Tuesday, November 13, 2007

while the writers are away the geeks will play

I've got two television solutions to the impending writers' strike: 1) television through Netflix and 2) television through cinema.

What's the most important impact of the rise of dvd? Most people might say improved picture quality. People would expect me to say the rise of audio commentaries, but that's not what I'd say. The most important impact is the archiving of television. We did it to a limited degree with vhs, but not too much. Around the turn of the millennium, they didn't just turn extremely popular tv series over to dvd. It seems like they put every series ever. Budgetary and space issues made such things far more possible. It was a foreshadowing to the Youtube era when it wouldn't just be television series archived, but every event that's ever happened in the universe ever.

Anyway, the point is that because of this, I Netflax the first disc of Babylon 5. It's been on my list for a while. Many geeks have recommended it. Now that I've pretty much come out with the fact that I'd rather be a total geek than a contributing member of real-world society, I suppose it's about time I gave it a shot. The only things I really knew for sure about the story is that it takes place on a space station and tragically came out the same year as Star Trek: Deep Space 9 -- which pretty much shares the same premise. Another reason I became intrigued with the show more recently is because I've had a lingering memory ever since Babylon 5 came out was that the creator didn't just have a series in mind, but an entire five-year story arc already in place in his head. I seem to remember a quote from the time where he said something to the effect of "I can tell you exactly what will happen in the last ten minutes of the last episode five years from now." This concept really was ahead of its time. Lost and Heroes came ten years later.

Would you believe that the acting is cheesier than Star Trek? I have no qualms with that, but it's funny enough to worth mentioning. Also, I was disappointed to find the four episodes I watched were far more episodic than story arcy. And strangely every episode seemed to run for like an hour and a half.

I really like it so far though. The captain, Captain Sinclair I think, is chiseled from another era. He's like The Fall Guy or Jack Lord or something. His baritone is hypnotizing. It's like the creators got together and said "Who could we get who's more like Captain Kirk than William Shatner is?" The security chief is pretty cool too. When it comes to characters I like seeing cliches broken. Having the security chief as a happy-go-lucky doofus flirt rather than a hard-nosed grizzled scruff guy accomplishes this. I also like the effects, even though they're CG. I've gone on record in saying that models are always better than CG, but honestly, even Babylon 5 CG is better than Star Trek models.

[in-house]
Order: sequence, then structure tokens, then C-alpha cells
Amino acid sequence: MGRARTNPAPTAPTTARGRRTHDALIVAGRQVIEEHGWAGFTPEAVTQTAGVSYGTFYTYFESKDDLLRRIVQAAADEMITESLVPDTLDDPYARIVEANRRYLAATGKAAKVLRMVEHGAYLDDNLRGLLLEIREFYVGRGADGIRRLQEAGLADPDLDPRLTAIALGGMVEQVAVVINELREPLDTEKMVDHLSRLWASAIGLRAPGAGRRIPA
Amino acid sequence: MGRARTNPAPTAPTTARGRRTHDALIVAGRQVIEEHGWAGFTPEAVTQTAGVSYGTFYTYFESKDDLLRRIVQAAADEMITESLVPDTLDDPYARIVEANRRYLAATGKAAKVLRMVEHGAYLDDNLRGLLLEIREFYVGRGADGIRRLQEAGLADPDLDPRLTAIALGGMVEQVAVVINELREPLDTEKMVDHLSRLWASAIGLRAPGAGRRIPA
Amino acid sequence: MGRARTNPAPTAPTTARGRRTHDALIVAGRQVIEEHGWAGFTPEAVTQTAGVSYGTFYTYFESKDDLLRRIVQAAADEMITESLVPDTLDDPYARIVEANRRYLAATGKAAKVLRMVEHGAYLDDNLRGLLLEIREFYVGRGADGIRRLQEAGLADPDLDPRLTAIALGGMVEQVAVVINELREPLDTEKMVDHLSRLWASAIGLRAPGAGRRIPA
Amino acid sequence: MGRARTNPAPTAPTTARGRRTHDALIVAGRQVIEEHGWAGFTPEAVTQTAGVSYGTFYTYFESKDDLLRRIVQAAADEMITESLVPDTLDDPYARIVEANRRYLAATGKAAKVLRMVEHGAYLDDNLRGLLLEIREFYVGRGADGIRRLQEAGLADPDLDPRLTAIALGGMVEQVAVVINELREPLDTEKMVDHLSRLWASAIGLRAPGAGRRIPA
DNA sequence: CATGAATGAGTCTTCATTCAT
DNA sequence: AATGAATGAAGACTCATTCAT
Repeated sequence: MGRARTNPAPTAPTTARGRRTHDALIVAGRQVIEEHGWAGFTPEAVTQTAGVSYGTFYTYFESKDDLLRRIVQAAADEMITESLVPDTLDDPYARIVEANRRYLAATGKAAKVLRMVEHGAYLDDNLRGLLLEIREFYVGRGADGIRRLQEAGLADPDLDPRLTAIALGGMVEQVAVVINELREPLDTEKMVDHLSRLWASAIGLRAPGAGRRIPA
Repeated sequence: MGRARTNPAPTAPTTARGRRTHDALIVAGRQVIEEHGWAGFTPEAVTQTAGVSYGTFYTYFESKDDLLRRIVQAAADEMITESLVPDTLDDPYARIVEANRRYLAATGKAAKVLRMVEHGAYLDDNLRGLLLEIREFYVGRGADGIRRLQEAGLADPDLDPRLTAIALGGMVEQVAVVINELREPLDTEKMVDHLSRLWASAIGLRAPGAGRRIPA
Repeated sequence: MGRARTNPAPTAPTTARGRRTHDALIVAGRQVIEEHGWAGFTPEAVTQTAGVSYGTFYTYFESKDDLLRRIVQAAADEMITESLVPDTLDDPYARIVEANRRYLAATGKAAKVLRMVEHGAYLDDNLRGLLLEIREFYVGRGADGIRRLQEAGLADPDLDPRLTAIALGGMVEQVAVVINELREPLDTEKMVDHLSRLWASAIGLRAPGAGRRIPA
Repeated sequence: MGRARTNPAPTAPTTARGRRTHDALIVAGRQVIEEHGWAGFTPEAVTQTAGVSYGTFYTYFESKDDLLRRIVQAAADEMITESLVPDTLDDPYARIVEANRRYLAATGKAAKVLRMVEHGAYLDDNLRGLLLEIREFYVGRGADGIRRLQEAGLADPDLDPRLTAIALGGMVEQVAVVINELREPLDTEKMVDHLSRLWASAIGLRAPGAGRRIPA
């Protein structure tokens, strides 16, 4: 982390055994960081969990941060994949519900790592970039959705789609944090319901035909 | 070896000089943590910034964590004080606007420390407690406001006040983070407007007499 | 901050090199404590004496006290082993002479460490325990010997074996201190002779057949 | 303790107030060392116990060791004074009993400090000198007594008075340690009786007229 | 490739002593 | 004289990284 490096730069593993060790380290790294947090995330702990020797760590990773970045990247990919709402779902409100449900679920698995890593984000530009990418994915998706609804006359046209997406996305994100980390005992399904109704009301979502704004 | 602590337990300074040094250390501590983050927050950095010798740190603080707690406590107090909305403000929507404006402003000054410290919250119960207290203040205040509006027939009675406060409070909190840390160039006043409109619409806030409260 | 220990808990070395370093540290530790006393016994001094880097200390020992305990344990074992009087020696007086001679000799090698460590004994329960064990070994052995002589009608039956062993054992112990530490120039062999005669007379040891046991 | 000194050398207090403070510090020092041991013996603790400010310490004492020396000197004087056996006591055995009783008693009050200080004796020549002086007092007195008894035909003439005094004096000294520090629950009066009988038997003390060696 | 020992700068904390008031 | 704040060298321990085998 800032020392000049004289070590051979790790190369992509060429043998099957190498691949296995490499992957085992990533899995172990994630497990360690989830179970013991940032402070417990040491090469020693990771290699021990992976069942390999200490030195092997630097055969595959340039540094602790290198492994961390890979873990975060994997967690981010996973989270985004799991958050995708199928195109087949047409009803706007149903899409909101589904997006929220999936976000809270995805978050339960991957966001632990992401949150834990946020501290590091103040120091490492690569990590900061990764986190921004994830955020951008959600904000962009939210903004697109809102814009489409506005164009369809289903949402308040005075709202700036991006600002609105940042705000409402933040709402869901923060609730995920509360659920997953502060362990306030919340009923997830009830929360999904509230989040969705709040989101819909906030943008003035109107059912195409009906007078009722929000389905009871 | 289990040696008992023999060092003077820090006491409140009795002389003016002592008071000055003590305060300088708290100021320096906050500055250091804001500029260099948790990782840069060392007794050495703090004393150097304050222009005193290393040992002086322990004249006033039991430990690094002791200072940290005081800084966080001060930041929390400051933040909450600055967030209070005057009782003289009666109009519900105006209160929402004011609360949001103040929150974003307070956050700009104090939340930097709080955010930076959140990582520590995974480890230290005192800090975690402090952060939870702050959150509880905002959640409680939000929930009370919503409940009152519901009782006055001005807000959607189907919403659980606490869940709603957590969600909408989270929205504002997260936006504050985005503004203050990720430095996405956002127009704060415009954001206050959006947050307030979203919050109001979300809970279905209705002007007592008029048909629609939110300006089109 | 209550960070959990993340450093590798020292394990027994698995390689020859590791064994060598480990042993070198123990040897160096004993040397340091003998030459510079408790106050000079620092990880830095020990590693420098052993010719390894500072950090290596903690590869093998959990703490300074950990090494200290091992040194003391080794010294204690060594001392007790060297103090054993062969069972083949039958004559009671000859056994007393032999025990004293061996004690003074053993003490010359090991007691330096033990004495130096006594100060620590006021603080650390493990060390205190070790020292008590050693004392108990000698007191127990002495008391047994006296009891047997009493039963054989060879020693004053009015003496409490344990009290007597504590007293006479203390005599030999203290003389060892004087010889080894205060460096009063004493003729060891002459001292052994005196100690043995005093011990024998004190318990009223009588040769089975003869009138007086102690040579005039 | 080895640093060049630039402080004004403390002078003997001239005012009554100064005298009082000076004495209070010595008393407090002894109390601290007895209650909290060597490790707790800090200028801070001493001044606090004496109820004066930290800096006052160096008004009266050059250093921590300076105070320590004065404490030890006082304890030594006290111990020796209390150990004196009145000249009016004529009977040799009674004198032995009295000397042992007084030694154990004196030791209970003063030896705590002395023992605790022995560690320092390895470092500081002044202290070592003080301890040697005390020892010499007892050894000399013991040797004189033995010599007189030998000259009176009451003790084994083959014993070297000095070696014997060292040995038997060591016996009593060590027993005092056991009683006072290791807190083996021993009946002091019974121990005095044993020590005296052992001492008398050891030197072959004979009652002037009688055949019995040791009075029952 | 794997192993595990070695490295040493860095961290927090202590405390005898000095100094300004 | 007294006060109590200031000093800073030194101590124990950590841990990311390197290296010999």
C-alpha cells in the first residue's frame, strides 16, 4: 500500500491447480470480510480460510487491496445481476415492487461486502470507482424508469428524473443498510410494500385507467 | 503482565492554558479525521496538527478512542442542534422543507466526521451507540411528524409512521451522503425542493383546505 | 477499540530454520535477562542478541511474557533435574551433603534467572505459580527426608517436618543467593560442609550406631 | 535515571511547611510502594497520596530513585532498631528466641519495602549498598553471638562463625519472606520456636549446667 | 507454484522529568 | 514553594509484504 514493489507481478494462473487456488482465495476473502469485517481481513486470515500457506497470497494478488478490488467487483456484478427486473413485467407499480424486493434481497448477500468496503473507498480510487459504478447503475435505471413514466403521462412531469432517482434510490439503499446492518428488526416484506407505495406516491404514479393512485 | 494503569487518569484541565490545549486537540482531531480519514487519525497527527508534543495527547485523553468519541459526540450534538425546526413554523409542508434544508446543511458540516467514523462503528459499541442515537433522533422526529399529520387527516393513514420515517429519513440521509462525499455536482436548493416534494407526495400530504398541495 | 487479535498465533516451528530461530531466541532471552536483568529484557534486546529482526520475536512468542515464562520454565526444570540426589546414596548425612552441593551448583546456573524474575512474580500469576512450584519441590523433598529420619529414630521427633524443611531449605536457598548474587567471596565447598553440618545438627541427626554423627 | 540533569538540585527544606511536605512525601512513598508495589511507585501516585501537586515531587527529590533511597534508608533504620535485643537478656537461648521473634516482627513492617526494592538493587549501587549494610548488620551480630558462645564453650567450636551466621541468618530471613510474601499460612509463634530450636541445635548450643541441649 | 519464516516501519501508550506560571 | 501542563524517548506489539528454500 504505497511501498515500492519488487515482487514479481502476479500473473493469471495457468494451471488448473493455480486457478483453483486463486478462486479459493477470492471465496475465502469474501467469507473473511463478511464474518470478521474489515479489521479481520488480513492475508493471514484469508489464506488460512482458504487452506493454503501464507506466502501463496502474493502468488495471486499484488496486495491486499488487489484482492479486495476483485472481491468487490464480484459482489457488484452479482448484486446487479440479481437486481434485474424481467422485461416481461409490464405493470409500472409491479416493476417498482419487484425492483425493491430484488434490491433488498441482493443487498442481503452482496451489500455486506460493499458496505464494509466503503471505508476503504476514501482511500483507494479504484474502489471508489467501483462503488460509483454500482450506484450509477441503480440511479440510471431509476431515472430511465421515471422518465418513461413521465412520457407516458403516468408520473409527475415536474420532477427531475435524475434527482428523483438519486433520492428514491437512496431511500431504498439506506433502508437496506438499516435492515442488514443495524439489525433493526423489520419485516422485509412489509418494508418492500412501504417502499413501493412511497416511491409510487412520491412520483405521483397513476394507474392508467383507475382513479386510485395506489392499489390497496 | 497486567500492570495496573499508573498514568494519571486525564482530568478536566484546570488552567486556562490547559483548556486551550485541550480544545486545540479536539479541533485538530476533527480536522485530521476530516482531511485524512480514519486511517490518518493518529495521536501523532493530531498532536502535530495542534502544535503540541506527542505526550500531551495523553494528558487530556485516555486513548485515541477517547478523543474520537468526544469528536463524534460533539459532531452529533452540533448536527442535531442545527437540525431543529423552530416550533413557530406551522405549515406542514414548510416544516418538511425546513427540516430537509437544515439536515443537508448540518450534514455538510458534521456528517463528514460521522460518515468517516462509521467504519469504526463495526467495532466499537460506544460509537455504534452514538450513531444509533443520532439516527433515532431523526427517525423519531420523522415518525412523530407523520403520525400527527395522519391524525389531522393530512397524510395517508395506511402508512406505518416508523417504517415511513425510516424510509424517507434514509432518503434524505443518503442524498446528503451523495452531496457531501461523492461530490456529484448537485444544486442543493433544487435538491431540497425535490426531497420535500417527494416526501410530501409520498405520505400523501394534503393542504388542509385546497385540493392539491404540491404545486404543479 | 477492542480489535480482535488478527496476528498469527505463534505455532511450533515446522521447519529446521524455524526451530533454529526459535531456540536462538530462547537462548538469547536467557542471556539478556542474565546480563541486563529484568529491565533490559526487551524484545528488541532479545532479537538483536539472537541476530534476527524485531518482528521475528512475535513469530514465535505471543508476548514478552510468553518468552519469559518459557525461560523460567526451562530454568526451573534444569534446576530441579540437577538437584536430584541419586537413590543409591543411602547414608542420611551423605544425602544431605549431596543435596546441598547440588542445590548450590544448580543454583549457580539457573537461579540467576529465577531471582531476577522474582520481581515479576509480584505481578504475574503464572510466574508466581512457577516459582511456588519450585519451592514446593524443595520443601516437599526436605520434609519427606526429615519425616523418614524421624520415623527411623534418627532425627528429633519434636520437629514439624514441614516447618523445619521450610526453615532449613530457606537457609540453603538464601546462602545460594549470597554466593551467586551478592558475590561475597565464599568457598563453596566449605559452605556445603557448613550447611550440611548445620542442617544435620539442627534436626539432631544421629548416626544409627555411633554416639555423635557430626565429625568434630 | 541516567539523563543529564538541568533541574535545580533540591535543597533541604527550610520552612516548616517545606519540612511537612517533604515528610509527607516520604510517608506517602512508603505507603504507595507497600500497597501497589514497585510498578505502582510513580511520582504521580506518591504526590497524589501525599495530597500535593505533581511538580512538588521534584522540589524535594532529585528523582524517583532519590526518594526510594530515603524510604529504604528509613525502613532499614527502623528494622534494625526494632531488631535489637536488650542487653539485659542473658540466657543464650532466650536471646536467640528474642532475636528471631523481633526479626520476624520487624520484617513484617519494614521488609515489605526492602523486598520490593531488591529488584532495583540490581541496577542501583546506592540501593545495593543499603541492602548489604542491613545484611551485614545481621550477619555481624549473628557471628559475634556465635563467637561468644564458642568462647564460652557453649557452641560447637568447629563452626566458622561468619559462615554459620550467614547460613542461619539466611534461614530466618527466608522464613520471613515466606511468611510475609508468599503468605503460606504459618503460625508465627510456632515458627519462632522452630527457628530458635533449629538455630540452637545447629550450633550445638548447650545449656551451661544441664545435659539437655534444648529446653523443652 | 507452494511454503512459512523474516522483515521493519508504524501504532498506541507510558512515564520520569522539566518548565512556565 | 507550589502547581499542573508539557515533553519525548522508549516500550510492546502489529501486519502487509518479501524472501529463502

Anyway, maybe I'll see the rest of the episodes someday. That may entail getting my own Netflix account instead of constantly using my girlfriend's roommate's account.

A couple of hours ago Maria and I saw Star Trek: The Menagerie Parts 1 & 2 in the theater. 'Twas quite a unique experiment. Some hotshots at Star Trek Central decided it might be a good idea to show a couple of back-to-back original Star Trek episodes in an actual movie theater with amped-up effects and a cleaner picture.

Thankfully this was brought to my attention as the once fading spectre of Star Trek has continued to sink its talons into my soul as of late. We saw a poster for it last week when we and Joe saw Sydney White at the dollar theater. I was stressed out on the way to the way to the stupid Jordan Landing Theaters. I took the wrong I-215 direction and we wound up in some serious west side sprawl traffic. We thought that there would be a 90% chance that the theater would be practically empty, but since this was the only showing I didn't want to leave room for error. Turns out, there are lots of "Jon's People" in Salt Lake, I just don't know any of them. 20 minutes before the show started, the theater was full. Not just full, but full of Star Trek fans. I saw one guy dressed as an Andorian.

Anyway, I'm getting tired of typing. The Menagerie is sort of a complicated story. It uses footage from the original Star Trek pilot that didn't have Kirk in it, but a more philosophical Captain Pike. According to the story, Captain Pike visited a planet that held him prisoner, but granted him an illusionary reality of whatever he desired. He escaped, and that's how the original pilot of Star Trek ended. The Menagerie finds Captain Pike the victim of a horrendous accident that pretty much leaves him in the same state as that soldier guy in Metallica's video for the song "One." Spock, as a former friend and officer of Pike; finds away to get his former commander back to the planet that would supply him a better life.

This basic story concept became a recurring theme in much of Star Trek. One reason the movie Generations was so gosh darn boring is because the "illusion better than reality" concept was done to death. The Menagerie was far earlier though, and even watching it after sifting through all the similar stuff from years of Star Trek inundation, the concept is far originaler here. A very intriguing coda to the whole story is that after going through so much to get away from it, Pike ultimately settles on life in The Matrix.

The movie also included a commercial for the hd-dvds of the first two seasons of remastered Star Trek. Cool. Get it for me for Christmas... and an hd-dvd player... and an hd-tv.

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